Prodigal Son Returns: The Man on the Tip of the Tongue by Baek Min-seok
- onOctober 27, 2014
- Vol.23 Spring 2014
- byUh Soo-woong
- The Man on the Tip of the Tongue
I saw God on the tip of my tongue.
God was walking in silence with his hair on fire.
God did not look like any man that I knew. Nobody I knew had flaming hair like his. Nobody walked on the tip of tongues bearing fire on their head.
Never had I met anyone who walked in such absolute silence as God. No one had hair that burned so perfectly.
- "The Man on the Tip of the Tongue"
Baek Min-seok’s collection of short stories, The Man on the Tip of the Tongue, feels like the mature confession of a prodigal son who has put his wild, young ways behind him. Out of the nine stories in the collection, this is particularly true of the title story. "The Man on the Tip of the Tongue" tells the story of god and man. It is not the story of an almighty god rescuing helpless men, however, but of a fake god created by men and the men that are rescued by that fake god.
This collection marks the return of the prodigal son of the Korean literary world, Baek Min-seok, after 10 years of silence. During those years, enormous changes have come to pass in the world and countless stories have been written, but the general consensus is that few have succeeded in replacing Baek Min-seok’s singular brand of subversion. Since the 1990s, many novelists have written works that are directly or indirectly indebted to Baek, but most of them have merely served to point out how irreplaceable of an author Baek Min-seok is. For this reason, his most recent collection has been hailed by many as his “release.”
At first glance, “The Man on the Tip of the Tongue” reads like a travelogue of India, but the scope of exploration represented transcends the boundaries of earthly countries. Pursuing the dry record of grotesque landscapes, the reader soon realizes that this world, seething with silent desires, is none other than purgatory. The story is an exploration of that old sanctum of anthropology, the desire towards deities.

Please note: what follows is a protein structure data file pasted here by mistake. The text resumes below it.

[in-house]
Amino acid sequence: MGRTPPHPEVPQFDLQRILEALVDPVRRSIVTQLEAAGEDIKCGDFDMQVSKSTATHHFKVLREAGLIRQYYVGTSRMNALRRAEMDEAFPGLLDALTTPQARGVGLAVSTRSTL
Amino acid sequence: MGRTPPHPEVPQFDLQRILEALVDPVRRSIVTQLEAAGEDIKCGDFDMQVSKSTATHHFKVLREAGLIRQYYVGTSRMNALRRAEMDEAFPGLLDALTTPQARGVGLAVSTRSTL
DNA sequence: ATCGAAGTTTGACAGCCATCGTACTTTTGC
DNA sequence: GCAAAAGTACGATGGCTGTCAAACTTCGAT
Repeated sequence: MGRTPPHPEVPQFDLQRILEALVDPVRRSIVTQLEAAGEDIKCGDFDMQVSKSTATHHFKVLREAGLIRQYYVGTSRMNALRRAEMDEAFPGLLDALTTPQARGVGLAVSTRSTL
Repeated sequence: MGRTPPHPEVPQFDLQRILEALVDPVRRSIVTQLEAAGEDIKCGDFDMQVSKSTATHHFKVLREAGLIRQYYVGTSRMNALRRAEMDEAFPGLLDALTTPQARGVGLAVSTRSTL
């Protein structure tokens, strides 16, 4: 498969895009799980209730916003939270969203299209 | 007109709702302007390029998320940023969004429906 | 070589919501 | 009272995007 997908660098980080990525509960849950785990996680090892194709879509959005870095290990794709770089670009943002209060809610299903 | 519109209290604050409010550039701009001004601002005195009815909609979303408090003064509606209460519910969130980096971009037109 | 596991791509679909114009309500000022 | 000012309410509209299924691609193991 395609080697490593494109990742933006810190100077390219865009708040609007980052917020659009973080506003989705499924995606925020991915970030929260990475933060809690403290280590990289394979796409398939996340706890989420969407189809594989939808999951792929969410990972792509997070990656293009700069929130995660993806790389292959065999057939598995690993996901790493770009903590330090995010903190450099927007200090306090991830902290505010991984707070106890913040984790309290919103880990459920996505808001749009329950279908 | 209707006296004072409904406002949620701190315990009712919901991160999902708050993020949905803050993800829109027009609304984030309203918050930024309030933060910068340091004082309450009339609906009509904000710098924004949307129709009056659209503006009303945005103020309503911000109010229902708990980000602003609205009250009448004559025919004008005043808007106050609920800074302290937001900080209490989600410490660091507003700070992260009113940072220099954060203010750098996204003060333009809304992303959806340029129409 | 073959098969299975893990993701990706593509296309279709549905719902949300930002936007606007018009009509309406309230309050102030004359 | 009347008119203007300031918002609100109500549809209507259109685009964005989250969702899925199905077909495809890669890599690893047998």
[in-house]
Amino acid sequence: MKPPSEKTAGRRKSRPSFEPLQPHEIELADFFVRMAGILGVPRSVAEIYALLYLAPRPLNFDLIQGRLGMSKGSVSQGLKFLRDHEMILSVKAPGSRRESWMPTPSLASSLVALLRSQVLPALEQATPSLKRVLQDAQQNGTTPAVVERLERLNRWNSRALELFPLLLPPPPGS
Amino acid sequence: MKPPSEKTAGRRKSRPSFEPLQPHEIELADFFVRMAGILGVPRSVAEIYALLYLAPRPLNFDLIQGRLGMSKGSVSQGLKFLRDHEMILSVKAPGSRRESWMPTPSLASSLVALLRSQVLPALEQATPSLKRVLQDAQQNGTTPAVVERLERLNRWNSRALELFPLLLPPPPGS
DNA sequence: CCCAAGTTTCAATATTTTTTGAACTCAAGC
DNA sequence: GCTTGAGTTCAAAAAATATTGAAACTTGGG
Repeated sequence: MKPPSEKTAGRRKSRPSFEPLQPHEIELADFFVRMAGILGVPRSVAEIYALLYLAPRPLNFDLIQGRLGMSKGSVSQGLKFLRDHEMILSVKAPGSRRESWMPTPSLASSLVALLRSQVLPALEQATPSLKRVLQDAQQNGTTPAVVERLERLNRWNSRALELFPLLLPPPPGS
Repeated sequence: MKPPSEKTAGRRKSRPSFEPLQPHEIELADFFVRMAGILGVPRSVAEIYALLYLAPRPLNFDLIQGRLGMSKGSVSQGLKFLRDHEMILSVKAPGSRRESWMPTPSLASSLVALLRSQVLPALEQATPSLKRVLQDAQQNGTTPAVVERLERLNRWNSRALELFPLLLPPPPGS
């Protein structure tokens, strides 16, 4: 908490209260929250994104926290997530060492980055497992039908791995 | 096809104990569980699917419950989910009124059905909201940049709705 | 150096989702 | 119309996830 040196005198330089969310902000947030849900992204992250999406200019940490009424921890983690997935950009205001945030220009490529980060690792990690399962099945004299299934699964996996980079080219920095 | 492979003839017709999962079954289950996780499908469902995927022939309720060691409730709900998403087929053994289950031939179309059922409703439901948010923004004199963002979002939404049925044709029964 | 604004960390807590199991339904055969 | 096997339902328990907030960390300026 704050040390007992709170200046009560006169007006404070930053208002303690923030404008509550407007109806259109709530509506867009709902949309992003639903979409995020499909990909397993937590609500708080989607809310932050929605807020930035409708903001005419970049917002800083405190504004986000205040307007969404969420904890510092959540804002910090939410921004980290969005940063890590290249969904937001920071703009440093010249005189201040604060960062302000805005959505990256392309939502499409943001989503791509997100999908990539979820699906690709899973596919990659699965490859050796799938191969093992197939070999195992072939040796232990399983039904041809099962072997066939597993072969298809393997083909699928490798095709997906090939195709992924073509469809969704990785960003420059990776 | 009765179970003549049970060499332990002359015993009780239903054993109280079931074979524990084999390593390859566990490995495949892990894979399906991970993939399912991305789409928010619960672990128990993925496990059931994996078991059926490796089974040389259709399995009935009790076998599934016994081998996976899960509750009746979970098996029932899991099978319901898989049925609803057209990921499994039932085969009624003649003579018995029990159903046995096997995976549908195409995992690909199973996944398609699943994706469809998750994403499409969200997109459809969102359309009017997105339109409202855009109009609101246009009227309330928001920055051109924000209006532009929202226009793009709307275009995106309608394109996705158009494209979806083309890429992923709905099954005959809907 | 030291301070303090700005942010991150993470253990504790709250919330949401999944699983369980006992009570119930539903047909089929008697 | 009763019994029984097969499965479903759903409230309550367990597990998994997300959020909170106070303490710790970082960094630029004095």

Also included in the collection is a story called “The Emoticons of Love and Hate.” Call it an apology for disappearing and not writing for 10 years, but Baek's use of emoticons (read horizontally, as is Korean practice) may well hold up as an example of 21st century writing. The author certainly makes use of digital parlance fluently in this story. It is revealed that he was once incapable of expressing emotions other than those of joy, anger, sadness, and pleasure as expressed by the most basic emoticons: >.< -.,- ㅜ.ㅜ ^.^. But then he experienced a numbing of emotions that made it difficult for him to make faces other than the most basic expression of: *.*. It caused him much despair that readers around him freely expressed emotions as evolved as (^(00)^) or (~.^).
Perhaps it would be too much to call this the literary sublimation of the despair and hatred he experienced as an author during the time of his self-imposed retirement, compounded by illness and death in his family, as well as a long battle with depression, but it is definitely a jocose example of how a once frighteningly serious author has begun to include humor and wit in his arsenal.
Other stories in the collection include the familiar landscape of slums from the author’s childhood in “The Birth of Violence,” as well as unusual situations inserted into ordinary life to surreal effect in “Nineteen-Eighties-Style Barricade” and “A Just, Eternal, and All-encompassing Peace.”
Baek Min-seok (b. 1970) made his literary debut with “Candy Whom I Loved” in the quarterly Literature and Society. He is the author of the short story anthologies: 16, Believe It or Not, The Errand Boy of Jangwon, and the novels Hey, We’re Going On a Picnic, Candy Whom I Loved, Poor Little Kid Hans, The Grotesque Tale of the Cotton Field, and The Dead Owl Farm.